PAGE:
This is me…
My creative journey began with a single question.
It was my junior year of high school, winter snow had blanketed my hometown of Detroit, Michigan, and I was just finishing up a painting in art class, when my teacher walked over and asked, “Where are you going to art school?”
This wasn’t a thought that had ever crossed my mind--at 16, I still dreamed of being an astronaut or pursuing a lifelong love of ice skating. But Mrs. Petrov's question planted a seed that I would ultimately bring to fruition, going on to earn a BFA in Illustration and Art Education from the College of Creative Studies in Detroit. By the time I graduated, my childhood dreams of a life exploring outer space had transformed into a life dedicated to making and creating art.
But these dreams were not exactly well-timed. I graduated in the heart of the most recent economic collapse, right as every industry in Detroit was also collapsing. It was far from a friendly environment for a creative dreamer fresh out of school.
Unsure of what else to do, I began working in the admissions department of an art school in Chicago, which I deemed a good halfway point between teaching and creating art. But after several years in this position, I realized I was preaching something I wasn’t practicing. I spoke all day with young students who were passionate about pursuing their dreams and doing what they love. I shepherded them into careers in art--a career which I myself was still not pursuing.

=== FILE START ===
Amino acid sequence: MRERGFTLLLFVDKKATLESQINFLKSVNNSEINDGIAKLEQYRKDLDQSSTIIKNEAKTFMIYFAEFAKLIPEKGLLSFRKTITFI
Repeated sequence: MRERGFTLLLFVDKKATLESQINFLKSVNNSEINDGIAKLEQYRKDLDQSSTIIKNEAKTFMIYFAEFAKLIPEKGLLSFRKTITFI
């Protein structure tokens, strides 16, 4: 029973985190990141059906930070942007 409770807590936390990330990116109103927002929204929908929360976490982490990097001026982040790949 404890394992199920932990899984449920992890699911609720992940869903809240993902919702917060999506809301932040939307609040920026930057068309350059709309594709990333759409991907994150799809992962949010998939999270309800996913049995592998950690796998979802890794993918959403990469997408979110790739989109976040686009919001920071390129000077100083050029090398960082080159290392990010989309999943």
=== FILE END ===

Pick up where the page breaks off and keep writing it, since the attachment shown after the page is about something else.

At last, I reached a breaking point. I finally built up the courage to leave my comfortable paycheck behind, enrolled online in San Francisco’s Academy of Art University, and started pursuing an MFA in Visual Development. Not long after, my husband and I packed up our car in thirteen inches of snow and headed west to a new future.
From that moment on, I have felt alive and engaged in my own creative journey, no matter the twists and turns it has taken. I’ve always felt it is a privilege to tell stories, so in graduate school, I focused my attention on the animation industry. But while developing my master’s thesis--a story centered around an imaginary, underground world in Turkey--I found that I was less interested in the characters, and more fascinated by the items that made up their world. What objects filled their homes? What did their teapots and backpacks look like?
We populate our lives and homes with objects we are drawn to because of their functionality, but also because of their design and the hidden stories such objects can tell. I have since taken my passion for storytelling and applied it to illustration and pattern design, bringing objects to life that still feel as though they’ve arrived from a far-off and whimsical world.
I’ll always be grateful for the serendipitous question I was asked in high school--for the way it set me on the path to becoming an artist, and for how it inspires me on my journey even today. I now continue to work as a freelance artist and illustrator, working with clients whose products and projects range from women’s apparel to wine labels. I love envisioning how everyday items will be used in people’s lives and finding ways to infuse them with elements of storytelling--even if sometimes I’m the only one who knows the story.